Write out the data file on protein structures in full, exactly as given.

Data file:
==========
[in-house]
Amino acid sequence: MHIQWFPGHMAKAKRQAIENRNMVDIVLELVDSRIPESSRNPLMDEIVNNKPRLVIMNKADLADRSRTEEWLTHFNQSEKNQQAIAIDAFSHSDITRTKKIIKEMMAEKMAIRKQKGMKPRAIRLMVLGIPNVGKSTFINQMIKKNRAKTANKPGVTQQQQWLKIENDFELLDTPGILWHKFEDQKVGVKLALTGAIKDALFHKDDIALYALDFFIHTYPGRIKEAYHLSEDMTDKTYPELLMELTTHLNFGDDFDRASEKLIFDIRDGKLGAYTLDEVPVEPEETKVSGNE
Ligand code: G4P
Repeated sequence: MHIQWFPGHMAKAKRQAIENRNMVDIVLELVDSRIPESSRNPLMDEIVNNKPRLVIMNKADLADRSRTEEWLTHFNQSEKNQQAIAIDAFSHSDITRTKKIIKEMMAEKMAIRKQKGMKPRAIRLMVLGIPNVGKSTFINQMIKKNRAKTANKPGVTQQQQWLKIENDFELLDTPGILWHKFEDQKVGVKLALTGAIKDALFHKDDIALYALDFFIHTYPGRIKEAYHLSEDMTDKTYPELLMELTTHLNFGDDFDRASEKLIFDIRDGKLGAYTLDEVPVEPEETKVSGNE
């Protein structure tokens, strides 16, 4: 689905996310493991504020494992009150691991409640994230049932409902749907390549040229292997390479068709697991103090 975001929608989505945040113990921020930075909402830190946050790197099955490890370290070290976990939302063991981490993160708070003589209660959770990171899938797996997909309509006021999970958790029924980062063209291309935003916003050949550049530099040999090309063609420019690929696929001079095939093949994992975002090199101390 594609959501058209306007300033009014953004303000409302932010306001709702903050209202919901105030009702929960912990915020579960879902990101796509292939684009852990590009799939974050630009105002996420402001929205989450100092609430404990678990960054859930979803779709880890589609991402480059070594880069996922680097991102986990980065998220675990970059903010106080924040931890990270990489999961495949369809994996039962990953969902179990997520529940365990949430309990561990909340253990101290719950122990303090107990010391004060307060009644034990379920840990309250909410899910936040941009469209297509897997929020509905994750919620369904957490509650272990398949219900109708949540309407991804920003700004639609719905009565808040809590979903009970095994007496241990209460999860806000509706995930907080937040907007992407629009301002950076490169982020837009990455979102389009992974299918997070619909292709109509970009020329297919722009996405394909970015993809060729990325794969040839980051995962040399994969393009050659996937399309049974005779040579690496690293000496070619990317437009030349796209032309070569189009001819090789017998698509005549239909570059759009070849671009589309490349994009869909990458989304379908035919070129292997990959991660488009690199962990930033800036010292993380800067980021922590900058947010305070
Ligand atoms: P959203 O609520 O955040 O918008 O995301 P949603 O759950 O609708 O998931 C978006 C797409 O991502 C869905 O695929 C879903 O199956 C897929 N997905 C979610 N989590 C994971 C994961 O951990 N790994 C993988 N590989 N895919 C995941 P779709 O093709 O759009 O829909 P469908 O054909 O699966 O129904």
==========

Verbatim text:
[in-house]
Amino acid sequence: MHIQWFPGHMAKAKRQAIENRNMVDIVLELVDSRIPESSRNPLMDEIVNNKPRLVIMNKADLADRSRTEEWLTHFNQSEKNQQAIAIDAFSHSDITRTKKIIKEMMAEKMAIRKQKGMKPRAIRLMVLGIPNVGKSTFINQMIKKNRAKTANKPGVTQQQQWLKIENDFELLDTPGILWHKFEDQKVGVKLALTGAIKDALFHKDDIALYALDFFIHTYPGRIKEAYHLSEDMTDKTYPELLMELTTHLNFGDDFDRASEKLIFDIRDGKLGAYTLDEVPVEPEETKVSGNE
Ligand code: G4P
Repeated sequence: MHIQWFPGHMAKAKRQAIENRNMVDIVLELVDSRIPESSRNPLMDEIVNNKPRLVIMNKADLADRSRTEEWLTHFNQSEKNQQAIAIDAFSHSDITRTKKIIKEMMAEKMAIRKQKGMKPRAIRLMVLGIPNVGKSTFINQMIKKNRAKTANKPGVTQQQQWLKIENDFELLDTPGILWHKFEDQKVGVKLALTGAIKDALFHKDDIALYALDFFIHTYPGRIKEAYHLSEDMTDKTYPELLMELTTHLNFGDDFDRASEKLIFDIRDGKLGAYTLDEVPVEPEETKVSGNE
């Protein structure tokens, strides 16, 4: 689905996310493991504020494992009150691991409640994230049932409902749907390549040229292997390479068709697991103090 975001929608989505945040113990921020930075909402830190946050790197099955490890370290070290976990939302063991981490993160708070003589209660959770990171899938797996997909309509006021999970958790029924980062063209291309935003916003050949550049530099040999090309063609420019690929696929001079095939093949994992975002090199101390 594609959501058209306007300033009014953004303000409302932010306001709702903050209202919901105030009702929960912990915020579960879902990101796509292939684009852990590009799939974050630009105002996420402001929205989450100092609430404990678990960054859930979803779709880890589609991402480059070594880069996922680097991102986990980065998220675990970059903010106080924040931890990270990489999961495949369809994996039962990953969902179990997520529940365990949430309990561990909340253990101290719950122990303090107990010391004060307060009644034990379920840990309250909410899910936040941009469209297509897997929020509905994750919620369904957490509650272990398949219900109708949540309407991804920003700004639609719905009565808040809590979903009970095994007496241990209460999860806000509706995930907080937040907007992407629009301002950076490169982020837009990455979102389009992974299918997070619909292709109509970009020329297919722009996405394909970015993809060729990325794969040839980051995962040399994969393009050659996937399309049974005779040579690496690293000496070619990317437009030349796209032309070569189009001819090789017998698509005549239909570059759009070849671009589309490349994009869909990458989304379908035919070129292997990959991660488009690199962990930033800036010292993380800067980021922590900058947010305070
Ligand atoms: P959203 O609520 O955040 O918008 O995301 P949603 O759950 O609708 O998931 C978006 C797409 O991502 C869905 O695929 C879903 O199956 C897929 N997905 C979610 N989590 C994971 C994961 O951990 N790994 C993988 N590989 N895919 C995941 P779709 O093709 O759009 O829909 P469908 O054909 O699966 O129904």